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Gastroscopy patient information
Gastroscopy is an endoscopy of the upper gastrointestinal tract that allows a physician to examine the oesophagus, stomach, and duodenum using a flexible tubular optical instrument (endoscope). This examination can help find out the cause of complaints (such as abdominal pain, nausea, vomiting, difficulties swallowing) and detect visible changes in the oesophagus, stomach or duodenum. Gastroscopy is more accurate than an X-ray examination and allows samples (biopsies) to be taken during the examination, which can then be studied under a microscope.
PREPARATION FOR THE PROCEDURE
- For gastroscopy, the stomach must be empty, so do not eat, drink or smoke for 6-8 hours before the examination.
- Removable dentures, tongue and lip rings, etc. must be removed before the examination.
- Tell your physician before the examination if you are taking blood thinners (e.g. aspirin, including ‘cardiac aspirin’, Marevan, clopidogrel).
- If possible, take a list of your medications and their doses with you.
- If you are taking Marevan, tell your doctor the last INR result.
DESCRIPTION OF THE PROCEDURE
You will be asked to lie on your left side for the examination. The endoscope is inserted orally into the oesophagus, stomach and duodenum, and by dilating these organs with air, pathological changes can be found. The examination lasts around 10-15 minutes and does not cause pain. There may be discomfort in the upper abdomen and a feeling of throwing up during the examination. You may also feel throat discomfort during the examination, but your airways are clear and there is no obstruction to your breathing.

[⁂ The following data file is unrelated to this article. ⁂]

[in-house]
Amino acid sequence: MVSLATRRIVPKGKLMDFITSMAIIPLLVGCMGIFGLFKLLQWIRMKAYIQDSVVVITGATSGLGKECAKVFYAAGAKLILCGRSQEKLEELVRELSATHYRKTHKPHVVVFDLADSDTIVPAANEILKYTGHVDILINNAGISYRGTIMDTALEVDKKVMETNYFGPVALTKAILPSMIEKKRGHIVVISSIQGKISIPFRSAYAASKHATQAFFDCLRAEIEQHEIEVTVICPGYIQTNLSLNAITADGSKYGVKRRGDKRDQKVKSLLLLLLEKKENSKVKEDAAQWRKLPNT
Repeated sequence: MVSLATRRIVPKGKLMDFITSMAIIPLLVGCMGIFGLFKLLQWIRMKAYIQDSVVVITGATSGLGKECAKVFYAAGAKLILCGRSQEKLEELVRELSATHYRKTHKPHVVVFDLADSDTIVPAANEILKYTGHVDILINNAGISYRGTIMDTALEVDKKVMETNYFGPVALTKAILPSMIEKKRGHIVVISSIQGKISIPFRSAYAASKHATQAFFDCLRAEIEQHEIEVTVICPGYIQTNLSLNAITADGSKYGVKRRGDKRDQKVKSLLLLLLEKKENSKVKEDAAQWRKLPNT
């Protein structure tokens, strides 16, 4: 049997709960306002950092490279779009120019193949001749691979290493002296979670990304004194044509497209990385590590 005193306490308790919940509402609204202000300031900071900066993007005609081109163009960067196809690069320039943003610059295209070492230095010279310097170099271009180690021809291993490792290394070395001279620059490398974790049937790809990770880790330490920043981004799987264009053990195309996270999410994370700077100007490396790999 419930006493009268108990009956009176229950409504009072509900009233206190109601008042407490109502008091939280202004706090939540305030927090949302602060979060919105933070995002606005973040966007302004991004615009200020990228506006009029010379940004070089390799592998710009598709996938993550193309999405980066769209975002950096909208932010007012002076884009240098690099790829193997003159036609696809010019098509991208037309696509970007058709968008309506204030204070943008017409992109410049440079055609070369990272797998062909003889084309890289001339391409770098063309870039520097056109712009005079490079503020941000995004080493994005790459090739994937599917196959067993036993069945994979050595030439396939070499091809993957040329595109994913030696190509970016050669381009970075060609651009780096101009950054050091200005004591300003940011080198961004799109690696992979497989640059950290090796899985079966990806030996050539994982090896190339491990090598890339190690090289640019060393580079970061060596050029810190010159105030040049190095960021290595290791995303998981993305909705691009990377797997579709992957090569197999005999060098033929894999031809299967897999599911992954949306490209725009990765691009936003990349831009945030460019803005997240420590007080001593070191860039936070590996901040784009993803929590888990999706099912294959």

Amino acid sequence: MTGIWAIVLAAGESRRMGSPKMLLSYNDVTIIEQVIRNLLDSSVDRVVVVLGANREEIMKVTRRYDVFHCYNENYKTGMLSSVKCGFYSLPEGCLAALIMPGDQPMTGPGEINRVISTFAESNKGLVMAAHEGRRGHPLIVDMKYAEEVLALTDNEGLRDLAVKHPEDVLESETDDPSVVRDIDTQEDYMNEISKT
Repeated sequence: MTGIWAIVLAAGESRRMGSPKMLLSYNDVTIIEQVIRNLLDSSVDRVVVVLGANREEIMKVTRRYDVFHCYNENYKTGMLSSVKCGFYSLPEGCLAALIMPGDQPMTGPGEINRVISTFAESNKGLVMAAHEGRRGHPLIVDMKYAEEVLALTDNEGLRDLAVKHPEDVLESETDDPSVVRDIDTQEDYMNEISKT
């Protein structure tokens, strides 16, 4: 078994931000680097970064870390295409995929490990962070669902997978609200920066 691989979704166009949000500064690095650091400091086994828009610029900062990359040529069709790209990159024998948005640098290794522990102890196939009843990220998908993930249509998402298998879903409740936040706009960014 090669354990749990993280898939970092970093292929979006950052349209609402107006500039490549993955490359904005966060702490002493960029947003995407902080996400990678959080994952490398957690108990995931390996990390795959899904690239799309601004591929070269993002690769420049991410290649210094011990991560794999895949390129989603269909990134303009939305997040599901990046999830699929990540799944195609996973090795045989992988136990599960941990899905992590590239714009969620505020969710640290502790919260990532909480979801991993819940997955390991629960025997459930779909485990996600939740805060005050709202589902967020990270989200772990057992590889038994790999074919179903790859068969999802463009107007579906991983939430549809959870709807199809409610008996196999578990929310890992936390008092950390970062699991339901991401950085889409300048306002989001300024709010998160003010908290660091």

If necessary, the examination is performed under anaesthesia. In this case, the anaesthetist will inject you with a sedative medication before the examination.
If your procedure will be performed under general anaesthesia (anaesthesia), please read the anaesthesia information leaflet in advance.
After the procedure
- You may experience a slight sore throat and a feeling of fullness due to the introduction of air into the stomach. Complaints usually go away within a few hours. Unless your physician tells you otherwise, you can eat and drink immediately after the examination.
- If the examination was performed under anaesthesia, you may feel drowsy under the influence of anaesthetics after the examination and you will need to be under medical supervision for 30 to 90 minutes. During the same day, you are not advised to drive, use complex machines or tools or make important decisions (sign legal documents etc.).
POSSIBLE RISKS ASSOCIATED WITH GASTROSCOPY
Gastroscopy is a safe procedure in which complications are rare:
- bleeding after sampling is usually minimal and does not require blood transfusions or surgery
- perforation of the oesophagus or stomach wall is very rare but requires surgical treatment
If you have any further questions about gastroscopy, ask your physician or a nurse. If you experience severe abdominal pain or bleeding after the examination, call 112 immediately or go to the emergency department of the nearest hospital.